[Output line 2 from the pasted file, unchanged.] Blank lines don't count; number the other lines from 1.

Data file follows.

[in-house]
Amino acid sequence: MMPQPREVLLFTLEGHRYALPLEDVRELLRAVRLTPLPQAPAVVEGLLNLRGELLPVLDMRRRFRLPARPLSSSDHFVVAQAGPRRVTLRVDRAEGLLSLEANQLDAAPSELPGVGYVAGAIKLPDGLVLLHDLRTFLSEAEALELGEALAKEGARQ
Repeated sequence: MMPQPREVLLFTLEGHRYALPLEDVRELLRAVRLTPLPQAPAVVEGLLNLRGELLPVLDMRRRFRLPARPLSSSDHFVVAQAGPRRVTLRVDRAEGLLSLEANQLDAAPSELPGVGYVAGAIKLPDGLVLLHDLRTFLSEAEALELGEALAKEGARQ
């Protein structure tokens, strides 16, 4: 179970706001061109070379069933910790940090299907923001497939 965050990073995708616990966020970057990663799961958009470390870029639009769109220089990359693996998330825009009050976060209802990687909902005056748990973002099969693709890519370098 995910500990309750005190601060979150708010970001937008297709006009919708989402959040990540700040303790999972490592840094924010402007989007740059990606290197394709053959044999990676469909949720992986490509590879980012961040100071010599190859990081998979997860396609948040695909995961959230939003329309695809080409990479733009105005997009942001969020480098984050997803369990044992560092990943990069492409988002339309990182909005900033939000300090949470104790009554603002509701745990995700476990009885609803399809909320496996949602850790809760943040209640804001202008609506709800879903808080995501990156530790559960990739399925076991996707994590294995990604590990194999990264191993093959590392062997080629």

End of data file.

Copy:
Amino acid sequence: MMPQPREVLLFTLEGHRYALPLEDVRELLRAVRLTPLPQAPAVVEGLLNLRGELLPVLDMRRRFRLPARPLSSSDHFVVAQAGPRRVTLRVDRAEGLLSLEANQLDAAPSELPGVGYVAGAIKLPDGLVLLHDLRTFLSEAEALELGEALAKEGARQ